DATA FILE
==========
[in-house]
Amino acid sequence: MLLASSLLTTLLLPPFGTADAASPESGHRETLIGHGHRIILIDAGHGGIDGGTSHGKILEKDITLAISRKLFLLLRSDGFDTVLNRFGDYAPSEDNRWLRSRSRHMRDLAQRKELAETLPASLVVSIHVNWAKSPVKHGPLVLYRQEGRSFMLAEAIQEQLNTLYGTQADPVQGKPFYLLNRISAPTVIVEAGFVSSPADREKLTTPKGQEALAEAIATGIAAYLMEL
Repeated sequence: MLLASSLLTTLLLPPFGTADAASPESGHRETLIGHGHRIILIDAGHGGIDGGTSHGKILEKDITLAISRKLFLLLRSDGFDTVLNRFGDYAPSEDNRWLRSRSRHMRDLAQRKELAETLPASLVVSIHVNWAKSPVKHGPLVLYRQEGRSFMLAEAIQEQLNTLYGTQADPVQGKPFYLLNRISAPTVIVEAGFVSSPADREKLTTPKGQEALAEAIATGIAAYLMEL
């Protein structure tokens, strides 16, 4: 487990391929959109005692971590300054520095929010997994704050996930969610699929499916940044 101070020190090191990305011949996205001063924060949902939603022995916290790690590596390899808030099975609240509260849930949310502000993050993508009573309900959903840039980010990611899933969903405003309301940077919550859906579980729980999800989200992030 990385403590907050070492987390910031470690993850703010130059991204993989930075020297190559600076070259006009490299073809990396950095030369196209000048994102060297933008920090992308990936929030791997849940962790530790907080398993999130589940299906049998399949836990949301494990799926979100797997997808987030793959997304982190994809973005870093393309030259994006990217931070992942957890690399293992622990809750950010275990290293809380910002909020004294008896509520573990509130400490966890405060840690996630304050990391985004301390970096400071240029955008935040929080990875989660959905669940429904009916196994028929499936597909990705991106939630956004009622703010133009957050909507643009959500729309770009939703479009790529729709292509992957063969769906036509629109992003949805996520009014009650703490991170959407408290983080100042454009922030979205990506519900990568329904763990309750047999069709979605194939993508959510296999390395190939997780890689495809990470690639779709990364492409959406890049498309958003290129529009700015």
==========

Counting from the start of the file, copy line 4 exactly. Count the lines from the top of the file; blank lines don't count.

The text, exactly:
């Protein structure tokens, strides 16, 4: 487990391929959109005692971590300054520095929010997994704050996930969610699929499916940044 101070020190090191990305011949996205001063924060949902939603022995916290790690590596390899808030099975609240509260849930949310502000993050993508009573309900959903840039980010990611899933969903405003309301940077919550859906579980729980999800989200992030 990385403590907050070492987390910031470690993850703010130059991204993989930075020297190559600076070259006009490299073809990396950095030369196209000048994102060297933008920090992308990936929030791997849940962790530790907080398993999130589940299906049998399949836990949301494990799926979100797997997808987030793959997304982190994809973005870093393309030259994006990217931070992942957890690399293992622990809750950010275990290293809380910002909020004294008896509520573990509130400490966890405060840690996630304050990391985004301390970096400071240029955008935040929080990875989660959905669940429904009916196994028929499936597909990705991106939630956004009622703010133009957050909507643009959500729309770009939703479009790529729709292509992957063969769906036509629109992003949805996520009014009650703490991170959407408290983080100042454009922030979205990506519900990568329904763990309750047999069709979605194939993508959510296999390395190939997780890689495809990470690639779709990364492409959406890049498309958003290129529009700015």